finding the fungus
why locating the smell may be more
important than you think
- The official magazine of the Ontario Colleges Athletic Association
words vanessa mariga illustration josh cappel
Red, sore, prickly spots cover
Jerry Brouse’s arms and legs every hockey season.
The burning, itching rash forced the Cambrian College Golden Shield
defenceman to hang up his skates before the end of last year’s season.
"Doctors told me that my hockey equipment was irritating my skin,” says Brouse.
“I’ve been playing for 16 years, but last year was the worst that it’s ever
been. Just non-stop scratching – it was the itchiest thing that I’ve ever
been through. By November I was done playing. I just couldn’t take it
It isn’t a surprise that Brouse’s equipment has led to irritating
complications. Sweaty gear houses more than just toes and feet.“
It’s a great medium for
bacteria and yeast to grow. You sweat on [hockey equipment], it gets warm and
moist, and then you shove it in a bag in a closet somewhere until the next
practice,” says Duncan MacCannell, a University of Calgary graduate student in
microbiology and infectious diseases.
MacCannell swabbed a sweaty set of hockey equipment to see what festered
within. He says for the most part the worst aspect is the rotten stench. But
a stinky jock strap or glove could be the least of a hockey player’s problems
if he or she has an open wound.
Take Mikael Renberg for example. In January of 2003 the Toronto Maple Leafs
forward burst a blister on his left hand while lacing his skate. He pulled on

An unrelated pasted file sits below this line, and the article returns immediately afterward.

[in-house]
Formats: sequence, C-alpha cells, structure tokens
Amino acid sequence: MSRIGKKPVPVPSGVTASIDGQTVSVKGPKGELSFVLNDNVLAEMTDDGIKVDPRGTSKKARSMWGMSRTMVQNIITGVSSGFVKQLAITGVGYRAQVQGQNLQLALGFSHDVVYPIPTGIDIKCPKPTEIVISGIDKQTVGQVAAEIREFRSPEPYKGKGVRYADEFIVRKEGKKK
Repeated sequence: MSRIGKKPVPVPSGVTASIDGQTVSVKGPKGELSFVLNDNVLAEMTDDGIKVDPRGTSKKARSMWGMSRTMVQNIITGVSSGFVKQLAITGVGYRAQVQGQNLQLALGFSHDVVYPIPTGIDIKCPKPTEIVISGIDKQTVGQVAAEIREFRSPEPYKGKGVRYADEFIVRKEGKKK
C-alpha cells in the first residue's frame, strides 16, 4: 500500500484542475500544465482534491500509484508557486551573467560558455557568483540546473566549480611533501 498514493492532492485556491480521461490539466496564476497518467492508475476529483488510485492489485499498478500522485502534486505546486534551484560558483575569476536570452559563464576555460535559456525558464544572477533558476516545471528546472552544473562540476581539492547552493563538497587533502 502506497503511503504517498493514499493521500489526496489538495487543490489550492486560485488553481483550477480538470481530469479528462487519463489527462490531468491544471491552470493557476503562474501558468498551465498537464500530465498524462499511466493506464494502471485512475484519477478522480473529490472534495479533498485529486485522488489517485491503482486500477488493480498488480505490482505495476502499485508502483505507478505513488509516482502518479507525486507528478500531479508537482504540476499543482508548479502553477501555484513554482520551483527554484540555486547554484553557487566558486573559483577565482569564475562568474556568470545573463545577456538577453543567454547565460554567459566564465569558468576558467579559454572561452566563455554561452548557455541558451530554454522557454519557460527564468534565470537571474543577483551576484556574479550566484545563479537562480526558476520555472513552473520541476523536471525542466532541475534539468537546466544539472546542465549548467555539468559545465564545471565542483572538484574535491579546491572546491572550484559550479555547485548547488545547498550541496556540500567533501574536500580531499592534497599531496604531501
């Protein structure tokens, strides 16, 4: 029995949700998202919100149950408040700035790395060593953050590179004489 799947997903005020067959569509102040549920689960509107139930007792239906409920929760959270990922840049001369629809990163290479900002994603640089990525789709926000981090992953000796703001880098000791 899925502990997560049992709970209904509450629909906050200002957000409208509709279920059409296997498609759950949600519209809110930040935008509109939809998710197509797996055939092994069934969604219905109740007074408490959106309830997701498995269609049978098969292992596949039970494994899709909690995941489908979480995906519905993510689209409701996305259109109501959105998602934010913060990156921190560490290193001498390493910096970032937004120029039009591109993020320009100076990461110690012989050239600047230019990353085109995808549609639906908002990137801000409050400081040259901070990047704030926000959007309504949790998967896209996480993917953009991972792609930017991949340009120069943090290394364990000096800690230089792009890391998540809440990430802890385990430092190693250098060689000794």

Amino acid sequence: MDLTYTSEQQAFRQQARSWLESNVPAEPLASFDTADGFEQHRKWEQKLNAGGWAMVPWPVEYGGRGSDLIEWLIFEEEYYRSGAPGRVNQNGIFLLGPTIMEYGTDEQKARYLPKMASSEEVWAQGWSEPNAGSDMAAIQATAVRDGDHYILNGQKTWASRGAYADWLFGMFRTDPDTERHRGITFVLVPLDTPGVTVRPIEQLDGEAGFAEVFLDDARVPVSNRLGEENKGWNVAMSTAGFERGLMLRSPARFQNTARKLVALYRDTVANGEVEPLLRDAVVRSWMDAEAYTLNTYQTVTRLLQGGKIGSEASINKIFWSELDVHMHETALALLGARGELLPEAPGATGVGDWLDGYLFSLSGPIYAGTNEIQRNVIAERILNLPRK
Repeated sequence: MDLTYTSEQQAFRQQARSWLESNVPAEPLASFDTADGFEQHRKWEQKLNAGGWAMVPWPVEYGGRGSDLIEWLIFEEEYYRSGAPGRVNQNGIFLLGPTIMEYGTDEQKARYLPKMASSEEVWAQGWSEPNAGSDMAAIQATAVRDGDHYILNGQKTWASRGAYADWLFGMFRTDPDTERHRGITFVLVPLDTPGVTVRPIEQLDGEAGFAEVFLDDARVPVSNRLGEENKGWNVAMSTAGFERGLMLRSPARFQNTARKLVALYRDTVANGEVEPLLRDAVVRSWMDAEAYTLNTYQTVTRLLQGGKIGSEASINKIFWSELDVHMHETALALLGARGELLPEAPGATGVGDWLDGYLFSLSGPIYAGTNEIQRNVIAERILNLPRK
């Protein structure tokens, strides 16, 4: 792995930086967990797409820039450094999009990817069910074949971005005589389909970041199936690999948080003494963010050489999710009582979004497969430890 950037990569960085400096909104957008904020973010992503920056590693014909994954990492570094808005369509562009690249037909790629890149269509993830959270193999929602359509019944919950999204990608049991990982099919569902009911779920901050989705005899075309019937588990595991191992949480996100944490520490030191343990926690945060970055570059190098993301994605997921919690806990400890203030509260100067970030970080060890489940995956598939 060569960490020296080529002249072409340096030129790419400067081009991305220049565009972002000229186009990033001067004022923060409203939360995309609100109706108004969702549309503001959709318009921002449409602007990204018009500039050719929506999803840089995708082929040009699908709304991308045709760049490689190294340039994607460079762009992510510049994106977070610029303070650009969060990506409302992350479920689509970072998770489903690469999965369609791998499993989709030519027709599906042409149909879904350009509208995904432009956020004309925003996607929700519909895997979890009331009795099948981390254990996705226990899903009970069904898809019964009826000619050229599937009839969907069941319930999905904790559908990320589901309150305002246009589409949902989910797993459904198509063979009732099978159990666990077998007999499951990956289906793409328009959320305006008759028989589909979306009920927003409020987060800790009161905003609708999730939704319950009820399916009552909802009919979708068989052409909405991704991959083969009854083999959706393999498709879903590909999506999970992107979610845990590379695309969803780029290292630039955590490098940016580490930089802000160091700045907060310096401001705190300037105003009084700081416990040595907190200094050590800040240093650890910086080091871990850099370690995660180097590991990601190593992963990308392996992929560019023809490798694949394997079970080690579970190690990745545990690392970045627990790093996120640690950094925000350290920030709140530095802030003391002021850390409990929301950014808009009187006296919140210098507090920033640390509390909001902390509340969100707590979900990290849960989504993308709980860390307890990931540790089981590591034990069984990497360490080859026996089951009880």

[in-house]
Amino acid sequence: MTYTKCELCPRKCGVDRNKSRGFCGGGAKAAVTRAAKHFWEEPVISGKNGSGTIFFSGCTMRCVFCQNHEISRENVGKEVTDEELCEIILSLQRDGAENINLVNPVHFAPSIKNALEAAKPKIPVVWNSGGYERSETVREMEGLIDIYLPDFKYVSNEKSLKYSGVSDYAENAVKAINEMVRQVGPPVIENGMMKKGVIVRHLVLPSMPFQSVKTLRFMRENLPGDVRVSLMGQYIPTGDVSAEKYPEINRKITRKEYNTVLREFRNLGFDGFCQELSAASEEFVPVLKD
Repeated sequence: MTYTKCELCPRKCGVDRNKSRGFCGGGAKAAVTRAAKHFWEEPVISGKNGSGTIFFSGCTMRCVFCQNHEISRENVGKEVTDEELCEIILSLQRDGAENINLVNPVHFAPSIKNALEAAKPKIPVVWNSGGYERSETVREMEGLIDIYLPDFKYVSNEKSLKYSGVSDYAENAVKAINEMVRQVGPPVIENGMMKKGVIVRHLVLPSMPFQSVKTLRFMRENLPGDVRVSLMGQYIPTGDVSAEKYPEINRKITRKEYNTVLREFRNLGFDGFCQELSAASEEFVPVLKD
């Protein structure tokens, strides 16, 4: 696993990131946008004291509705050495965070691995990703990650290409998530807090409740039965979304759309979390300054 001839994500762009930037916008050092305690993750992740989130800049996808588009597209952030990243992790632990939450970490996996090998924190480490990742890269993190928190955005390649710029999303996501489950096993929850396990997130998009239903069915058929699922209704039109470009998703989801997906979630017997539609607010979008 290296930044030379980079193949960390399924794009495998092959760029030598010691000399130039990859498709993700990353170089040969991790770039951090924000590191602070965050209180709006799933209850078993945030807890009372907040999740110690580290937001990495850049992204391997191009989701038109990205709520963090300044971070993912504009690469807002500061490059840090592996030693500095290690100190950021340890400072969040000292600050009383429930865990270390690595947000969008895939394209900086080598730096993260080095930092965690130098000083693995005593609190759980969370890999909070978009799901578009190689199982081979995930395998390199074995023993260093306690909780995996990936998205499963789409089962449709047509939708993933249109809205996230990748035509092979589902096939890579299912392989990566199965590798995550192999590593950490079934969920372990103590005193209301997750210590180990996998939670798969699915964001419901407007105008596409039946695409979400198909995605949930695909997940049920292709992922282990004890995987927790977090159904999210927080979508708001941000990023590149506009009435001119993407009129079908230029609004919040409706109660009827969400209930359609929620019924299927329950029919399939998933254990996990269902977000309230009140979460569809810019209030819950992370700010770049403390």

his hockey glove, and developed an infection that nearly cost him his hand.
“When you enclose a space, like in a hockey glove or under a shoulder pad,
you’re closing off air movement,” says Dr. Grant Lum, medical director of at
George Brown’s fitness and lifestyle management program, and an NHL Players’
Association consultant. “These enclosed areas fill with sweat and create a
reservoir for bacteria. If you put your hand in with an open wound you’re giving
that bacteria a portal to enter your body,” says Lum.
He says there are three possible stages of an infection. The first is mild.
You have an open wound with some swelling around the edges. As the infection
develops, the swelling increases and the wound oozes puss. During the third
phase the wound closes, trapping the bacteria – usually anaerobic bacteria, a
group of bacteria that thrives with lack of airflow and oxygen – inside. The
bacteria festers, it spreads beneath the skin’s surface, and tissue could
begin to rot.
Until now, many athletes were content to hose their equipment down on the
driveway. Some locker room lore even insists that washing your gear could
bring bad luck. But now athletes may be hosing that attitude instead.“You
don’t just spray your personal clothes with a disinfectant and wear them the
next day,” says Randy Rhode, president and co-founder of Esporta Wash Systems
Inc., a Kelowna, B.C.-based company specializing in cleaning hockey and
football gear. “Then why is it that the one thing we sweat in the most we
With over 100 locations across North America and Sweden, Rhode and his wife
Margie patented a special system that breaks down bacteria with an
enzyme-base, cleans the gear, disinfects and sanitizes it, and then gives it
a shot of fragrance for good measure.
Rhode suggests that a hockey player have his gear professionally cleaned two
to three times a year, but in the meantime there are a few basic rules any
athlete should consider.
Wash after every game and every practice with a disinfectant soap. Don’t
share towels, gear, or shirts. Bandage any wound or blister. And if worse
comes to worst, sit the game out and give your wound a chance to heal.